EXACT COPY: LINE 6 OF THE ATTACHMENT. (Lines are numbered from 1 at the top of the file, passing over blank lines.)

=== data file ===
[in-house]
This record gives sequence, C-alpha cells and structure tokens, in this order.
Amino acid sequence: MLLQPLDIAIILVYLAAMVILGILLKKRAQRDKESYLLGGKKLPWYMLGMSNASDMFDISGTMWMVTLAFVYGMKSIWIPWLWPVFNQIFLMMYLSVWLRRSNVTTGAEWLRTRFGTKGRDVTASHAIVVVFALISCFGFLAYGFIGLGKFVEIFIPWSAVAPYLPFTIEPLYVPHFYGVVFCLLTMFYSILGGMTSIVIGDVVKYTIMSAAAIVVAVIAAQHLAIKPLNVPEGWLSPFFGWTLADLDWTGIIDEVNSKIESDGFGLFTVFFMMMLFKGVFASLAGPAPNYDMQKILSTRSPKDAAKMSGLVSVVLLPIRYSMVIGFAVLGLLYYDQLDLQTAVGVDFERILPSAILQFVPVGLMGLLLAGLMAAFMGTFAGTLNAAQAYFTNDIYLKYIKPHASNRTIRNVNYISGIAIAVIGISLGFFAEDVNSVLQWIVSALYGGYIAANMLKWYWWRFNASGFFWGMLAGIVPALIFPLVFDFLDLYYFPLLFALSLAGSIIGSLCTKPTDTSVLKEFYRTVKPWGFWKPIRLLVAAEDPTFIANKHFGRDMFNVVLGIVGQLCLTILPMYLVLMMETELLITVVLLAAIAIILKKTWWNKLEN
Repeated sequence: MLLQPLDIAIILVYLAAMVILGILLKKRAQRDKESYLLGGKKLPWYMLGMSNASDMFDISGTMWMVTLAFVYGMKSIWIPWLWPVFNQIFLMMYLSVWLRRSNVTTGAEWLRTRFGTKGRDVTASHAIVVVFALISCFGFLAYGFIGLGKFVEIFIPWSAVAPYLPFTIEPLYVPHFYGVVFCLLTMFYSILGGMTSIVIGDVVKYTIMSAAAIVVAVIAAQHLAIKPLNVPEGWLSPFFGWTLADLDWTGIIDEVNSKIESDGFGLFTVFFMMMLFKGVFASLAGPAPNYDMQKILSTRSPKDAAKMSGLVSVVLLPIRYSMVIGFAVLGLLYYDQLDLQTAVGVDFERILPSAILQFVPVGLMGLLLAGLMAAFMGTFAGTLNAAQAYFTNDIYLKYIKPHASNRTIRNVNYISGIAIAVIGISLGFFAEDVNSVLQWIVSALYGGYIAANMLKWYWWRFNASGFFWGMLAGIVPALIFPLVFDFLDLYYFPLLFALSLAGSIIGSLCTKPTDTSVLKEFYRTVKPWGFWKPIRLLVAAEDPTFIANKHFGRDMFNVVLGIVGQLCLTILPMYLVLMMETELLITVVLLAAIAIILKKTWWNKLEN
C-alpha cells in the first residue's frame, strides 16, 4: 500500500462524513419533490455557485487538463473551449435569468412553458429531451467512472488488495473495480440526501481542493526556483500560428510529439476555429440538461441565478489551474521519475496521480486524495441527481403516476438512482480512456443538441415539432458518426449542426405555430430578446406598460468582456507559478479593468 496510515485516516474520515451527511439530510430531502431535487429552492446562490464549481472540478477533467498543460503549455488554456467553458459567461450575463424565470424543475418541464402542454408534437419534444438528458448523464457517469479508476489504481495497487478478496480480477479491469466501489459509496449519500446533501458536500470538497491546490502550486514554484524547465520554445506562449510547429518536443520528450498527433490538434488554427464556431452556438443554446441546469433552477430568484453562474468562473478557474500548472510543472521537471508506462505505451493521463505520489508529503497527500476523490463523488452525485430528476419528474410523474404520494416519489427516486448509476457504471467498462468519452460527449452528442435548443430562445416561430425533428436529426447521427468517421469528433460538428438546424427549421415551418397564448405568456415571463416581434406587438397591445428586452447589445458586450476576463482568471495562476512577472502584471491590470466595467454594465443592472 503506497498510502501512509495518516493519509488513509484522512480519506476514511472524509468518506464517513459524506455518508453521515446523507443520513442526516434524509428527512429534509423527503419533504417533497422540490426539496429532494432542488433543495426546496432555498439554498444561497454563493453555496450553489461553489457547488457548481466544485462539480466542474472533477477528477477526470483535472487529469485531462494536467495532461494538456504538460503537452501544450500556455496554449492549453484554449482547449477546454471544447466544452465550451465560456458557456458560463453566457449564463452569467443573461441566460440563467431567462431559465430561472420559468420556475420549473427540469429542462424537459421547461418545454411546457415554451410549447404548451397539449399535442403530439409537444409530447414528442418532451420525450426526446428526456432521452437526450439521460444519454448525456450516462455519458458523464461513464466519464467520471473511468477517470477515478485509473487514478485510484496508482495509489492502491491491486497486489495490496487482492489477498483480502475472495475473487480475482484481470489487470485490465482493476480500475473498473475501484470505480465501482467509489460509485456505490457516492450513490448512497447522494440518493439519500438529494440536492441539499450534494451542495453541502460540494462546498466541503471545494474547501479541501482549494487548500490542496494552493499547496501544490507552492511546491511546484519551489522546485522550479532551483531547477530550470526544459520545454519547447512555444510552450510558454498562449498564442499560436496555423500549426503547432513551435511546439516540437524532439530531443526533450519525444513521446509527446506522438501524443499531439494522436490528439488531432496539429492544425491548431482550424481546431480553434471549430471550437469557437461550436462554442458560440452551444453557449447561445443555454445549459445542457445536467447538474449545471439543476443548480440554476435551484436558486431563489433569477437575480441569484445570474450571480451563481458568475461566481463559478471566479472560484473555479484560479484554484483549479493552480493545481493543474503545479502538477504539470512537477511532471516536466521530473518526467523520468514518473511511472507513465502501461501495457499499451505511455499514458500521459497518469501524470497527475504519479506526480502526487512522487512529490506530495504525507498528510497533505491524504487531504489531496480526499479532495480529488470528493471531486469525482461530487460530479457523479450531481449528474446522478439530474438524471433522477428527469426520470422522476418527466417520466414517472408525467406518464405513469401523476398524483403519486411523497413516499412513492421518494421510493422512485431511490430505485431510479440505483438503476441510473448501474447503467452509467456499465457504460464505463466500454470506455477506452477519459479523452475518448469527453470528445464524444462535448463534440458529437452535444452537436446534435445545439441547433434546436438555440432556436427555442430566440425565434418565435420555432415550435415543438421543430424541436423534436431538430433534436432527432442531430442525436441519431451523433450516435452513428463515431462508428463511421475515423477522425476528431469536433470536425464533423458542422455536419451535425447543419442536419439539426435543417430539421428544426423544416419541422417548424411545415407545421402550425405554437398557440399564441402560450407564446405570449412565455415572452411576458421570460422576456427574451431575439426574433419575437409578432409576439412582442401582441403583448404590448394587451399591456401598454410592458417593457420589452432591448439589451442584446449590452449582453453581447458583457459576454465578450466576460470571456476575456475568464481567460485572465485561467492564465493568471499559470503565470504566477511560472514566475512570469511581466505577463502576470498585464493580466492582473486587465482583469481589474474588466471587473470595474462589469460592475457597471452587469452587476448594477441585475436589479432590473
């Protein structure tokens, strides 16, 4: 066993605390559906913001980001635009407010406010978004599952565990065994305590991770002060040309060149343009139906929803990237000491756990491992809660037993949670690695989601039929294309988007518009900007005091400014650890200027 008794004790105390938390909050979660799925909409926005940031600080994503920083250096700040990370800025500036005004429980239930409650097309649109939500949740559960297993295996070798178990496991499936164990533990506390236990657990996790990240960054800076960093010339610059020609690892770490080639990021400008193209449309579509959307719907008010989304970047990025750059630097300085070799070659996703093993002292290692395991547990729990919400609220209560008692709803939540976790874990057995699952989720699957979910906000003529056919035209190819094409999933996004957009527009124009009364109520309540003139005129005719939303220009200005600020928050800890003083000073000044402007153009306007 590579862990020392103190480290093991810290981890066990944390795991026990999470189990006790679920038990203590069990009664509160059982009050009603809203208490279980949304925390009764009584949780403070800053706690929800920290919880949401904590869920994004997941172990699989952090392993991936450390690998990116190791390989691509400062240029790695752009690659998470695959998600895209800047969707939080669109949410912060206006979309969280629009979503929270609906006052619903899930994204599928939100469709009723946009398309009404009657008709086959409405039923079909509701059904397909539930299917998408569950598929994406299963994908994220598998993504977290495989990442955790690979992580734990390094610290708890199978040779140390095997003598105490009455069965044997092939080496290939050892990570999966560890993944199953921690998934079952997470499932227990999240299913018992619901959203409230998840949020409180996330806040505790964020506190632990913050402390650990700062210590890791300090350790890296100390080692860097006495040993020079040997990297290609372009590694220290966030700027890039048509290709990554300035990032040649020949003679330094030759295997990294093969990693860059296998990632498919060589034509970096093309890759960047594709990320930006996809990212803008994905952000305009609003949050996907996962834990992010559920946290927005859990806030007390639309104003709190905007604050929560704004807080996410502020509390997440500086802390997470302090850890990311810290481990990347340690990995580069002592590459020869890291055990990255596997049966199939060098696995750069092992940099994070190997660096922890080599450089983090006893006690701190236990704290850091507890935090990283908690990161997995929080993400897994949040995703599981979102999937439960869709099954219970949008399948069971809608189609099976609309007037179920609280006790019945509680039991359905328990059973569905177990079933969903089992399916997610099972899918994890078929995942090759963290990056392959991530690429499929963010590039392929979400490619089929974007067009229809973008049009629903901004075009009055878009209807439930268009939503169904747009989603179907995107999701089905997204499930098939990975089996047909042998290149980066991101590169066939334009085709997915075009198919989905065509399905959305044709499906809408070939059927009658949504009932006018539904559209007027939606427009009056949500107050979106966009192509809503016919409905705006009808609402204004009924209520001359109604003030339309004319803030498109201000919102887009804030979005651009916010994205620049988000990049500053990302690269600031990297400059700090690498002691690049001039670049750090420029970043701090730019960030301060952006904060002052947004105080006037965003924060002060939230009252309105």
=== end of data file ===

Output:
């Protein structure tokens, strides 16, 4: 066993605390559906913001980001635009407010406010978004599952565990065994305590991770002060040309060149343009139906929803990237000491756990491992809660037993949670690695989601039929294309988007518009900007005091400014650890200027 008794004790105390938390909050979660799925909409926005940031600080994503920083250096700040990370800025500036005004429980239930409650097309649109939500949740559960297993295996070798178990496991499936164990533990506390236990657990996790990240960054800076960093010339610059020609690892770490080639990021400008193209449309579509959307719907008010989304970047990025750059630097300085070799070659996703093993002292290692395991547990729990919400609220209560008692709803939540976790874990057995699952989720699957979910906000003529056919035209190819094409999933996004957009527009124009009364109520309540003139005129005719939303220009200005600020928050800890003083000073000044402007153009306007 590579862990020392103190480290093991810290981890066990944390795991026990999470189990006790679920038990203590069990009664509160059982009050009603809203208490279980949304925390009764009584949780403070800053706690929800920290919880949401904590869920994004997941172990699989952090392993991936450390690998990116190791390989691509400062240029790695752009690659998470695959998600895209800047969707939080669109949410912060206006979309969280629009979503929270609906006052619903899930994204599928939100469709009723946009398309009404009657008709086959409405039923079909509701059904397909539930299917998408569950598929994406299963994908994220598998993504977290495989990442955790690979992580734990390094610290708890199978040779140390095997003598105490009455069965044997092939080496290939050892990570999966560890993944199953921690998934079952997470499932227990999240299913018992619901959203409230998840949020409180996330806040505790964020506190632990913050402390650990700062210590890791300090350790890296100390080692860097006495040993020079040997990297290609372009590694220290966030700027890039048509290709990554300035990032040649020949003679330094030759295997990294093969990693860059296998990632498919060589034509970096093309890759960047594709990320930006996809990212803008994905952000305009609003949050996907996962834990992010559920946290927005859990806030007390639309104003709190905007604050929560704004807080996410502020509390997440500086802390997470302090850890990311810290481990990347340690990995580069002592590459020869890291055990990255596997049966199939060098696995750069092992940099994070190997660096922890080599450089983090006893006690701190236990704290850091507890935090990283908690990161997995929080993400897994949040995703599981979102999937439960869709099954219970949008399948069971809608189609099976609309007037179920609280006790019945509680039991359905328990059973569905177990079933969903089992399916997610099972899918994890078929995942090759963290990056392959991530690429499929963010590039392929979400490619089929974007067009229809973008049009629903901004075009009055878009209807439930268009939503169904747009989603179907995107999701089905997204499930098939990975089996047909042998290149980066991101590169066939334009085709997915075009198919989905065509399905959305044709499906809408070939059927009658949504009932006018539904559209007027939606427009009056949500107050979106966009192509809503016919409905705006009808609402204004009924209520001359109604003030339309004319803030498109201000919102887009804030979005651009916010994205620049988000990049500053990302690269600031990297400059700090690498002691690049001039670049750090420029970043701090730019960030301060952006904060002052947004105080006037965003924060002060939230009252309105």